Lake Mead National Recreation Area is by far the deadliest National Park, and drownings account for most of the 250+ people who lost their lives there over the last few years.

Fortunately for the families of the most tragic drownings, local environmental consulting company Earth Resource Group of Las Vegas, NV, volunteers their time repeatedly to find and recover victims when the depth and location exceed the capabilities of local responders and the National Park Service (NPS). This has happened repeatedly – in 2015, using a VideoRay Pro 4 and Smart Tether, they located a victim in over 300 feet (over 90 meters of water) in under an hour .

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2014 Lake Mead Victim Recovery

Earlier this month, Steve Schafer, Todd Osmundson and Steve Fanell of Earth Resource Group once again located and recovered a victim in less than an hour. The scenario was all too common – an accident near a dock involving a poor swimmer who entered the water without a personal flotation device (PFD,) and drowned nearby. The location and recovery were hampered by hazardous underwater conditions at the scene. According to Schafer, “We used the Pro 4 with BlueView Sonar and Smart Tether. The NPS apparently had already cleared the area with their Edgetech side scan sonar and followed up with an ROV they have with video only. They had no luck. We found the victim in 42 minutes after we were set up. We could have done the recovery but the coroner has the final call and they asked Las Vegas Metro Dive Team to come out. We kept the ROV at the victim and the team followed the tether down to do the recovery. This site was insane with underwater cables and junk (old dock that sank etc.) that are used to anchor the marina. Looked like a spider web on the sonar. A 22 year old young man (poor swimmer) that tried to jump in and retrieve a tube that floated away. We found him in 74 feet of water about 90 feet from the end of the dock.”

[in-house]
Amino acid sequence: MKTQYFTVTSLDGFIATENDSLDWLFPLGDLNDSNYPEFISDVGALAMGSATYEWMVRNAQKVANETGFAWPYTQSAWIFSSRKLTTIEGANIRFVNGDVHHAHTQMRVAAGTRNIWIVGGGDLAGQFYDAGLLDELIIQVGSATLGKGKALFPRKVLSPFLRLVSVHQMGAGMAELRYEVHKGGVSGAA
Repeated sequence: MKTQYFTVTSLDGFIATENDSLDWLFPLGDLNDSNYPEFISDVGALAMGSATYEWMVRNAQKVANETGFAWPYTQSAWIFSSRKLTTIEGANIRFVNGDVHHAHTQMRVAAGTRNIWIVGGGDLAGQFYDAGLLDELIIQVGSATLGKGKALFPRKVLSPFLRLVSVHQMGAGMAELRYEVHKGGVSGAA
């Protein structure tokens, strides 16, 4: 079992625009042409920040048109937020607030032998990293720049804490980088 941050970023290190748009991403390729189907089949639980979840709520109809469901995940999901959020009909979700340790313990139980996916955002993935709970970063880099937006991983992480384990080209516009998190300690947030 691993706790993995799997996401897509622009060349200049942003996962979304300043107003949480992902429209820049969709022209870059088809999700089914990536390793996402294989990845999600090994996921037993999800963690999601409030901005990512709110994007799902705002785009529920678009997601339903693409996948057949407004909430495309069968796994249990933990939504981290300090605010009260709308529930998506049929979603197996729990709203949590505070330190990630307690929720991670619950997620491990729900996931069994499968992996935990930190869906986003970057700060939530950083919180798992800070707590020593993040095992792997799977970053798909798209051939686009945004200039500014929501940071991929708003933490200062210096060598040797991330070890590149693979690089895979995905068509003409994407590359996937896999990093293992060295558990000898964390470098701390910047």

Two lessons from this tragedy are worth emphasizing and repeating. ALWAYS wear a Personal Flotation Device when near water or on a boat. Even if you feel you don’t need it, you can set an example for others. The second is to use technology in hazardous conditions like this search – these conditions would have been very hazardous to human divers, but with the appropriate technology and expert operators, the location and recovery can be done without risk of injury or worse.

More information on this recovery

Earth Resources Group